The control system of the internal combustion engine may further include supercharger control means for controlling the supercharger when the acceleration request determining means determines that a request for acceleration is made. The control system of the engine makes it possible to reduce a turbo lag by suitably controlling the supercharger, thereby to more favorably improve the output performance of the engine.

The control system of the internal combustion engine may further include ignition timing control means for controlling ignition timing of the engine, and the ignition timing control means may advance the ignition timing of the engine when the acceleration request determining means determines that a request for acceleration is made. The control system of the engine makes it possible to more favorably improve the output performance, by advancing the ignition timing by a degree corresponding to a reduction of the possibility of knocking. Not only in the case where the presence of a request for acceleration is determined, but also in the case where the amount of intake air that flows through the cylinder is increased due to changing of the valve characteristics, the ignition timing control means of the invention may advance the ignition timing so as to improve the output performance of the engine. In particular, it is desirable to increase the amount of intake air that flows through the cylinder during a transient turbo-charging period, in order to improve the output performance.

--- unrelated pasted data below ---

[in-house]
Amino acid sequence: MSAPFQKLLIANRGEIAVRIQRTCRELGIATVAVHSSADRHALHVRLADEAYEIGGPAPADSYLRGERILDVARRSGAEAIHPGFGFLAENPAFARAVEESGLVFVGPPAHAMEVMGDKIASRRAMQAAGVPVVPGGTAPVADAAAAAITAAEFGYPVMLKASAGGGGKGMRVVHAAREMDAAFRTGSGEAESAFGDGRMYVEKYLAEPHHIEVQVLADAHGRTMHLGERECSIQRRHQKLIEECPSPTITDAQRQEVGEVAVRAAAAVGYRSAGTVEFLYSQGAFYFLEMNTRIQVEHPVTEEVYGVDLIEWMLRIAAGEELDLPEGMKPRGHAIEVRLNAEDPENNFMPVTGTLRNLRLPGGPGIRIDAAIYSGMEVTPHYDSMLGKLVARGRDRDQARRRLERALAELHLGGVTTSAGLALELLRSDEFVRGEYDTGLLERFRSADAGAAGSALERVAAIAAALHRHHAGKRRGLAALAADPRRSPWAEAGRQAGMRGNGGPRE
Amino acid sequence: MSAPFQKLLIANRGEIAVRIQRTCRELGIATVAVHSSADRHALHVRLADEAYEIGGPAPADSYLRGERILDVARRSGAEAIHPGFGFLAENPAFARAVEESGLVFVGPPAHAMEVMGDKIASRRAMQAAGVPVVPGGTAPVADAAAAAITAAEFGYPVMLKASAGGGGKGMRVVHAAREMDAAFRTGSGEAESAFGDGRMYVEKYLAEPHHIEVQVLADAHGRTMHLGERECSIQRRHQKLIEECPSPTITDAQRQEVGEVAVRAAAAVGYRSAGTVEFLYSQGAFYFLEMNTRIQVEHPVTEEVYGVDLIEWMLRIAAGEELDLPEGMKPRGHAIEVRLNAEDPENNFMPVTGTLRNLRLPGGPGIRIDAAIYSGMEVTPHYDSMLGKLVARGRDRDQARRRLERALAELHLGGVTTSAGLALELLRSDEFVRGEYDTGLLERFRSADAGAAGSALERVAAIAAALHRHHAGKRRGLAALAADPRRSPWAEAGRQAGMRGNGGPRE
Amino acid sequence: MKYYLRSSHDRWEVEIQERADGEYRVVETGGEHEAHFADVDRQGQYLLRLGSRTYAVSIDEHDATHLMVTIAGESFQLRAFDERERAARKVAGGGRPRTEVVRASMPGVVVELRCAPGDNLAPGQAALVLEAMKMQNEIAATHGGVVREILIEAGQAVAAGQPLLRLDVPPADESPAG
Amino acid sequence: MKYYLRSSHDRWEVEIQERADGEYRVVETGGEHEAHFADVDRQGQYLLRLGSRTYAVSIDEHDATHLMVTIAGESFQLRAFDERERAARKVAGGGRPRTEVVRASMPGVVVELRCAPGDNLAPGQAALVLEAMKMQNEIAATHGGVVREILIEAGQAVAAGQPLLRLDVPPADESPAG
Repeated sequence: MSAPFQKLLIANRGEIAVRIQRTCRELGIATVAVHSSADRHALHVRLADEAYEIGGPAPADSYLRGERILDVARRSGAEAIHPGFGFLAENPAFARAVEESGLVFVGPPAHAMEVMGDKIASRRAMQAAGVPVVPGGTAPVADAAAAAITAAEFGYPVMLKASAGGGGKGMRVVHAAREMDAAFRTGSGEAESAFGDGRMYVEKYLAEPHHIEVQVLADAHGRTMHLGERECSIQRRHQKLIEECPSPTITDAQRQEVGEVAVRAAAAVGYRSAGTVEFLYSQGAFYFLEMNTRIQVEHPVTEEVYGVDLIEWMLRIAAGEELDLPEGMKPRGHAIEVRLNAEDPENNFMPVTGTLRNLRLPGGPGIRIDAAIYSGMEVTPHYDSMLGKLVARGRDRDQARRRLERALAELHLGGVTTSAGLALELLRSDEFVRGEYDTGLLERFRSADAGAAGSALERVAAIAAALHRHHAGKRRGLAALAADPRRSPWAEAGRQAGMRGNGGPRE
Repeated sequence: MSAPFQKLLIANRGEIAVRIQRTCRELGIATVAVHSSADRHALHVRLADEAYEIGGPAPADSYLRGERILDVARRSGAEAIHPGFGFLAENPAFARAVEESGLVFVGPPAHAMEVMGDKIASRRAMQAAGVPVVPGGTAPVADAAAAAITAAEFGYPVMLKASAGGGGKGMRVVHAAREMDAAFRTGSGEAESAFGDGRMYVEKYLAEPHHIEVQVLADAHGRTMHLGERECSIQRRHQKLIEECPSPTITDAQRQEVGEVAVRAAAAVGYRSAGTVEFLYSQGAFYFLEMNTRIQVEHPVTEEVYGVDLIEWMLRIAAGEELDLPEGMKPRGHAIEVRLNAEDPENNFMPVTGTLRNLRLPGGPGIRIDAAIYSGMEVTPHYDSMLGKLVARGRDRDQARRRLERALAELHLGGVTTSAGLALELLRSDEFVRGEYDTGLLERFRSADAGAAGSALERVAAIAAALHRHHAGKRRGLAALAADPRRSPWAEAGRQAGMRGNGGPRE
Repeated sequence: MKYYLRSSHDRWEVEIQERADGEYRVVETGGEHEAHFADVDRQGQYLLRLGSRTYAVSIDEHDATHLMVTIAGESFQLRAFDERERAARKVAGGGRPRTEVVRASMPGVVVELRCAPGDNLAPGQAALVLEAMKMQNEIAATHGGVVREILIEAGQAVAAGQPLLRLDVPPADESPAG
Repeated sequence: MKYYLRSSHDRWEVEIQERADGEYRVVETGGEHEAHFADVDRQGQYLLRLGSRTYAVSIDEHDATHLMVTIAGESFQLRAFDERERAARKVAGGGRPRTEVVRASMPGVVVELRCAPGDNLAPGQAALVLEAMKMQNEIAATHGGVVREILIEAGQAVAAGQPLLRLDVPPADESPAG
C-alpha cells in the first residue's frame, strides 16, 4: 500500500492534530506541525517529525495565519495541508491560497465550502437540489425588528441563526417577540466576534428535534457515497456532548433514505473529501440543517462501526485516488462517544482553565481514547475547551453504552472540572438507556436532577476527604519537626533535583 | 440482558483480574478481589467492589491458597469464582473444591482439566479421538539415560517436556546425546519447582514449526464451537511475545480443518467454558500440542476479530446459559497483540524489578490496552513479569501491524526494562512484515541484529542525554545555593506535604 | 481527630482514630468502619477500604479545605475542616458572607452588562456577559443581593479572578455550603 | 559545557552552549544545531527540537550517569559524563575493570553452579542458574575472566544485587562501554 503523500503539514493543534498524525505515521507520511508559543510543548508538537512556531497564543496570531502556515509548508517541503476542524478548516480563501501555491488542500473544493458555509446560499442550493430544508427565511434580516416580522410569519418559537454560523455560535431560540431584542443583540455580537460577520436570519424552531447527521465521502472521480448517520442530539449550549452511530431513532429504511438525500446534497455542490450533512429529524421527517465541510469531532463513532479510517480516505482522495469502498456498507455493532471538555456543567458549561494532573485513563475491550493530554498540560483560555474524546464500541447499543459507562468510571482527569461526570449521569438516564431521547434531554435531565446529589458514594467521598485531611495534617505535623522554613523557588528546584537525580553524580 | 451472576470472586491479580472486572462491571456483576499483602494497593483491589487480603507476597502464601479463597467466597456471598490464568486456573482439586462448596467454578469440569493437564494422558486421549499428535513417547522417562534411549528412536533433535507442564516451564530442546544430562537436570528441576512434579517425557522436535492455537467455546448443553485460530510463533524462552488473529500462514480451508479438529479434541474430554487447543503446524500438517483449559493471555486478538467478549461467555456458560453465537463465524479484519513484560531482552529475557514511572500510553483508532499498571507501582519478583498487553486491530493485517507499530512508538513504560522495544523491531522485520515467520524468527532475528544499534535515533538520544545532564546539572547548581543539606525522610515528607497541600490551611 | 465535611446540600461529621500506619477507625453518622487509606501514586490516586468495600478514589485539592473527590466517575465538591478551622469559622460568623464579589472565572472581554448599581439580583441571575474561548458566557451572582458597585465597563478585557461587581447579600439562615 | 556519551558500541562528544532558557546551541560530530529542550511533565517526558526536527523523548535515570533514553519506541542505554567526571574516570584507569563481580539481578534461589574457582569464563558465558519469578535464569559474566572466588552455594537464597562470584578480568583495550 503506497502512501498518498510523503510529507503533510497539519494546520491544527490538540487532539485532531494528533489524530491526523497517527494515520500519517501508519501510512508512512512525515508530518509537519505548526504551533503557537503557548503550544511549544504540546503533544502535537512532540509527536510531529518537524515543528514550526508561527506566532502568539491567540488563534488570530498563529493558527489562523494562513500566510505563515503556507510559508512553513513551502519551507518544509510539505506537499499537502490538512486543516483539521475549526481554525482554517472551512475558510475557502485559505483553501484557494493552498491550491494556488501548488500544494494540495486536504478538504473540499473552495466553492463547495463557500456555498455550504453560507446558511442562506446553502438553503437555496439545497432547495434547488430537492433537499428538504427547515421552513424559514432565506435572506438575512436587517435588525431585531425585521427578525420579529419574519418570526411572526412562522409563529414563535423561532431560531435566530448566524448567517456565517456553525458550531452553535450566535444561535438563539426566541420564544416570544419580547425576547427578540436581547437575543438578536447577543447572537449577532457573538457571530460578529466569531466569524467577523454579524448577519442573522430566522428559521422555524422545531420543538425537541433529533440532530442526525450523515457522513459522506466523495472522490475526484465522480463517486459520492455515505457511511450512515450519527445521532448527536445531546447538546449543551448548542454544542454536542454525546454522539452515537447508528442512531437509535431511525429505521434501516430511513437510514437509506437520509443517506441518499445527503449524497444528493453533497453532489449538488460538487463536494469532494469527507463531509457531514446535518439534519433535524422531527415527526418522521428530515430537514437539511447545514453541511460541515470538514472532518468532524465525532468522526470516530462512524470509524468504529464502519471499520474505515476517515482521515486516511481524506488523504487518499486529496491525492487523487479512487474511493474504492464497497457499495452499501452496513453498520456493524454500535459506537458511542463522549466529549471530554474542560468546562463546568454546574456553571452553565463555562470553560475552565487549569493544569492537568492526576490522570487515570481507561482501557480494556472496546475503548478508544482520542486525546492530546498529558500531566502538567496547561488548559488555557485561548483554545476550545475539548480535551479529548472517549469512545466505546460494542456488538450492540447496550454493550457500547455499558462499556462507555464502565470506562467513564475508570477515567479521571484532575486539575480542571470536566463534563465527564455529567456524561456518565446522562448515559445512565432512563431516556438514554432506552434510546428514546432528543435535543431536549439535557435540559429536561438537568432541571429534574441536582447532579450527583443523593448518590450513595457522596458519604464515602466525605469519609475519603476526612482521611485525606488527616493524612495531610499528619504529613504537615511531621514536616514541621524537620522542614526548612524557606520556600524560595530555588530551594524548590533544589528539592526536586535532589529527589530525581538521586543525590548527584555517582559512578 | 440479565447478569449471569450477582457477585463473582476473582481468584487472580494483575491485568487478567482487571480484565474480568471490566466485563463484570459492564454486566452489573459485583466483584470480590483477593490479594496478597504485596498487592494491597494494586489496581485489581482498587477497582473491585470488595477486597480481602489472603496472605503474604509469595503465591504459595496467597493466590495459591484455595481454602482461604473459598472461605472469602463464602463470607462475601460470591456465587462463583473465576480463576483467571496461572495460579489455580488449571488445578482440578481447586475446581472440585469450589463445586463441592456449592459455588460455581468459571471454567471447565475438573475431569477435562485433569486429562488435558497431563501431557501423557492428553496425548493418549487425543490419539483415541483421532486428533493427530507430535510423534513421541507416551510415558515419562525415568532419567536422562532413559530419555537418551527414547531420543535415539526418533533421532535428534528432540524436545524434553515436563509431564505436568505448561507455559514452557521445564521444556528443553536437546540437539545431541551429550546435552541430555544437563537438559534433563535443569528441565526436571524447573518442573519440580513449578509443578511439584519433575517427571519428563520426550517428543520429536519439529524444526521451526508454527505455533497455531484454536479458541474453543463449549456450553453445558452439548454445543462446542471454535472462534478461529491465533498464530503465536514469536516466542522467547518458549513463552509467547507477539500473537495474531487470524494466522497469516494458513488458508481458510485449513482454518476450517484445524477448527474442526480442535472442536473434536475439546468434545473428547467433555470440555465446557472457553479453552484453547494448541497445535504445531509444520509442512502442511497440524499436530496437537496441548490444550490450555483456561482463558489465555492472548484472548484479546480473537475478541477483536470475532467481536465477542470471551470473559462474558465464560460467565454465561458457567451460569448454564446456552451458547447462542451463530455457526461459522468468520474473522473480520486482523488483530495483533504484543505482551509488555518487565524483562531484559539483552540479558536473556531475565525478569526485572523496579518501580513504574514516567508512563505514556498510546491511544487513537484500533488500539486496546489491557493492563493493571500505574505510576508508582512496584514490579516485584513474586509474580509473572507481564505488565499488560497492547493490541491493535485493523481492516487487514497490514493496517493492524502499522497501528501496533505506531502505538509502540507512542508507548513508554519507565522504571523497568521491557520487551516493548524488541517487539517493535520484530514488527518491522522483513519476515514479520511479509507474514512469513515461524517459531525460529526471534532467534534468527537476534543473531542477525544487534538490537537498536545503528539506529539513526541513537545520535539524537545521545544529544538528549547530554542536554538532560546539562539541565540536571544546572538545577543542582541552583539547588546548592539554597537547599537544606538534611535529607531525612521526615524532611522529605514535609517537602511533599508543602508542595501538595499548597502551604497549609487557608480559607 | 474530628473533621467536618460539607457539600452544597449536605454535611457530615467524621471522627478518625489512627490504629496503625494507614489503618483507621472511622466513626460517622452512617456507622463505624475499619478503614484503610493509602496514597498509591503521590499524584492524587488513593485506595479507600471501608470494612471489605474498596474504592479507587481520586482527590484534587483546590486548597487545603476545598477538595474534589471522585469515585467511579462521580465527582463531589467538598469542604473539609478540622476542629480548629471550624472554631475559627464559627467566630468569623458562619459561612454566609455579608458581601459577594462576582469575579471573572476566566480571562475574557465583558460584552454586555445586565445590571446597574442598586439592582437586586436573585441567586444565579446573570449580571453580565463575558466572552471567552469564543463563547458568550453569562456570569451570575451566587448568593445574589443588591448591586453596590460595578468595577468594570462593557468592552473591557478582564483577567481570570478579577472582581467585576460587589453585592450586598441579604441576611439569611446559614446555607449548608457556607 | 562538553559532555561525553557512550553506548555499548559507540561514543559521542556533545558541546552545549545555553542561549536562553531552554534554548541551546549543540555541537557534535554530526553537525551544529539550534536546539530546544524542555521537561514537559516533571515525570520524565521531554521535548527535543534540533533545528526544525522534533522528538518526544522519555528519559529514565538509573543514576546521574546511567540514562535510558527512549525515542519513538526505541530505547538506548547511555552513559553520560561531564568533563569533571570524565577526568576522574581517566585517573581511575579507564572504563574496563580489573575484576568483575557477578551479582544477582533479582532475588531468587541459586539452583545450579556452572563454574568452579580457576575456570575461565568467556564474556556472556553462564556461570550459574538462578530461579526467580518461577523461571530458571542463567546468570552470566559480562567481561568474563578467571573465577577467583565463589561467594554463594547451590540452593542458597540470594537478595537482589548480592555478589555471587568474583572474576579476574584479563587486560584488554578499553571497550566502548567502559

The control system of the internal combustion engine may further include air fuel ratio determining means for determining whether the air fuel ratio of exhaust gas downstream of a catalyst disposed in an exhaust system of the engine is lean, and the variable valve actuating mechanism control means may control the variable valve actuating mechanism so as to stop changing the valve characteristics when the air fuel ratio determining means determines that the air fuel ratio is lean. If the amount of intake air that flows through the cylinder continues to be increased even after the air fuel ratio becomes lean, the catalyst adsorbs an increased amount of oxygen, and the purifying or converting capability of the catalyst may deteriorate. With the control system of the engine as described above, the amount of intake air that flows through the cylinder stops being increased, and, therefore, otherwise possible deterioration of the purifying capability of the catalyst can be suppressed or prevented. Not only in the case where the presence of a request for acceleration is determined, but also in the case where the amount of intake air that flows through the cylinder is increased due to changing of the valve characteristics, it is possible to suppress deterioration of the purifying capability of the catalyst by stopping changing the valve characteristics in the same manner as in the above-described control system of the engine.